Low Cost EVs

In the March 2009 issue of Renew magazine I have written an article on Low Cost EVs. The main theme is that you don’t have to wait years for the big car companies or pay $40,000 for an EV. A simple EV for metropolitan 60 km/hr commuting can be built for as little as $6,000 today. The article talks about low cost ways to build EVs, and opportunities for small green business.

If you would like to ask questions or comment on the article, please feel free to leave them at the bottom of this post.

Correction

The Photo captions in the Renew article are incorrect. Photo 1 should read “The Author’s EV conversion”. Photo 3 should read “The Chinese kit after installation in Eugen’s Barina”.

My first Charade conversion cost far more than $6,000 (due to the use of American components, 120V design, and a few mistakes!). Eugen’s Barina conversion is the prototype for the $6,000 EV discussed in the text.

Having said that I am in the progress of building EV #2 around the low cost Chinese kit supplied by Eugen and another Charade – so I will soon have a $6,000 Charade conversion, making the captions correct!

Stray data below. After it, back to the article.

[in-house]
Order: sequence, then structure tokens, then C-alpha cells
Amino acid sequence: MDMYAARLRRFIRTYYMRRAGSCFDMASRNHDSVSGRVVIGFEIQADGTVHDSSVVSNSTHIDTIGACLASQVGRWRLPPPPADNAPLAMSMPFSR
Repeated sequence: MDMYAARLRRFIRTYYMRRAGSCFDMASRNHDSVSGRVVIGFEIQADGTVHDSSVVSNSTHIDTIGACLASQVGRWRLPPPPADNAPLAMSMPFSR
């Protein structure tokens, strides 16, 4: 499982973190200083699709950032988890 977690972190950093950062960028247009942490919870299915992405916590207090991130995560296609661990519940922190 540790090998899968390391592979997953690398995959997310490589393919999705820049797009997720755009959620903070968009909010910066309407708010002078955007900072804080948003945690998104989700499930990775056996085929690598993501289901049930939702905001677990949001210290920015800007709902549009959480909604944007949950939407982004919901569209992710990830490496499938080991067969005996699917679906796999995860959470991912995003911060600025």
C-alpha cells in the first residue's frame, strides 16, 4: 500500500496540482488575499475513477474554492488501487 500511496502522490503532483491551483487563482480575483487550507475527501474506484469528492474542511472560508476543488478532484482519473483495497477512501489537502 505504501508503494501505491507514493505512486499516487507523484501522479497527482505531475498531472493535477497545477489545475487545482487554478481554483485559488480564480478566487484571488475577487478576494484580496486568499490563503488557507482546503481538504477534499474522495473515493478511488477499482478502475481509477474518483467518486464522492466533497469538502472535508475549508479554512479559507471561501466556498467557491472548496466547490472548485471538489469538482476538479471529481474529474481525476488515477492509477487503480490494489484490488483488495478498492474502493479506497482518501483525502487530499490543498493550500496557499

Links

David’s EV Page
Eugen Vajtauer is Queensland distributor of the low cost Chinese EV kit mentioned in the article.

22 thoughts on “Low Cost EVs”

  1. HIYA,

    read with great interest your renew article and wanted to get in touch with eugen re chinese kits.. I run a suzuki specialist workshop and am interested in getting very involved in one way or another.

    Eugen’s website doesn’t appear to have any contact details… if you can forward them would be appreciated, We also are in the process of building a motor cycle using the manta motor we purchased a few weeks back. When we get some progress and pics i’ll share that with you..

    If your down springwood way pop into the shop.

    Cheers
    Graeme Manietta

  2. Hi Graeme,

    Hey your workshop looks great and your business would be perfect for conversions I reckon. I have emailed Eugen re the contact details on his site, hopefully he will post them shortly.

    Would love to pop in to your workshop some time, will do so next time I am in Qld.

    Cheers,
    David

  3. Great article David.